In the winter of 2013, the Rolling Jubilee purchased a portfolio of private student debt from what was then one of the biggest for-profit colleges in the country, Corinthian Colleges Inc. They hoped that this purchase might provide an opportunity to see if a more confrontational form of debtor organizing could work, in part because for-profit colleges offered a uniquely clear link between financialization and racial capitalism. For-profits market themselves as the democratization of higher education but spend the majority of their budgets on advertising, CEO pay, federal lobbying, and shareholder returns. Their advertising and recruiting tactics disproportionately target black and Latinx students, poor and working-class students, single mothers, and veterans. In 2014, 71 percent of Corinthian’s enrolled students were women, 35 percent were black, 18 percent were Hispanic or Latinx, and 58 percent of the total enrolled were people of color. Claiming to be a “market solution” to rising demand for higher education, for-profit colleges are in fact funded by public money in the form of federal student loans, which provide 86 percent of their revenues on average. At the time of the Rolling Jubilee’s purchase of the Corinthian portfolio, the company was under investigation for fraud and predatory lending by multiple attorneys general, the Securities and Exchange Commission, and the Consumer Financial Protection Bureau, having extracted $1.4 billion in federal grant and loan dollars in 2010 alone, more than the ten University of California campuses combined for that same year.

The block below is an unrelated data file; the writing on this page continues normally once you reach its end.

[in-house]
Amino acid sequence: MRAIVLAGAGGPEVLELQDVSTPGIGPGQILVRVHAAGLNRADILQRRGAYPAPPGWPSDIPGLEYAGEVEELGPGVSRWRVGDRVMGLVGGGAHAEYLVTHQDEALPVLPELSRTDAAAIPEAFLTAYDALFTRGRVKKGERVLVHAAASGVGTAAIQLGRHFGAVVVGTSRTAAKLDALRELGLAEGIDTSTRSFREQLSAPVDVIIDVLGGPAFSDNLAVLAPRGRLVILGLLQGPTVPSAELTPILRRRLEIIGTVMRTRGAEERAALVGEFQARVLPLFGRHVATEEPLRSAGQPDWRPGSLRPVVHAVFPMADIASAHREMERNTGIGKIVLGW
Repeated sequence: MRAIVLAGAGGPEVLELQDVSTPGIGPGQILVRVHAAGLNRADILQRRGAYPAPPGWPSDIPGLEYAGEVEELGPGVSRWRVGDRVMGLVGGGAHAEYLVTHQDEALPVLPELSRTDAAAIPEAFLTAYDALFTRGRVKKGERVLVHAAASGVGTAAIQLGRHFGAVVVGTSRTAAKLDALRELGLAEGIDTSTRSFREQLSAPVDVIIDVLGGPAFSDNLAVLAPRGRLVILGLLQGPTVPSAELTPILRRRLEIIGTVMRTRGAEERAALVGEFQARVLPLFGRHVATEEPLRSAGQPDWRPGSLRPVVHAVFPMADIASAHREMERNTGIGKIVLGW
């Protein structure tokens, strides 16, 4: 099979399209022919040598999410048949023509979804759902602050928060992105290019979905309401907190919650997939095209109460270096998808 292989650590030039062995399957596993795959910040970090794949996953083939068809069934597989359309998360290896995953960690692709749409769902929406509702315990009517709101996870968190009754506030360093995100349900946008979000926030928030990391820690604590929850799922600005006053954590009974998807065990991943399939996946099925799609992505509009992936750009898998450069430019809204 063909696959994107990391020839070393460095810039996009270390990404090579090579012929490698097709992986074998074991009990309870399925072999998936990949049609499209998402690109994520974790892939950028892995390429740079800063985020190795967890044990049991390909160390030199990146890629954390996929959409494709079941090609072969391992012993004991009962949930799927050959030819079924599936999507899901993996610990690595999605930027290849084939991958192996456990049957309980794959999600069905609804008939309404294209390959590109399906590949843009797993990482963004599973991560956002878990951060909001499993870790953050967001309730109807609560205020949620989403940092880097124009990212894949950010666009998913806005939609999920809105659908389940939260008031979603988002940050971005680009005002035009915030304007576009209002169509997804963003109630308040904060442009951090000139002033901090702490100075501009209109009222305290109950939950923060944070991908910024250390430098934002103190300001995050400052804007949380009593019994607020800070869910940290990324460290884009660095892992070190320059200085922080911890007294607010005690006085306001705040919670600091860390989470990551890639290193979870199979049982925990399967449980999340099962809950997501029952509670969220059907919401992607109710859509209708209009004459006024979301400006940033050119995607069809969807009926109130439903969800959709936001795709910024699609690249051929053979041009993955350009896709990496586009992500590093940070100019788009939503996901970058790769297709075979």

As Corinthian’s scandals grew increasingly public in the summer of 2014, Debt Collective organizers met with a small group of deeply indebted former students who had already begun to organize. They worked collaboratively toward two ends: a pilot debt strike and a novel legal tool to allow debtors to dispute their debts through legal channels. A group of fifteen former Corinthian students, the majority of whom were already in default on their student loans and suffering the consequences, took part in an intensive retreat that included legal workshops, leadership development, political education, story sharing, and media training. In February 2015, the Corinthian 15 went public with their historic debt strike.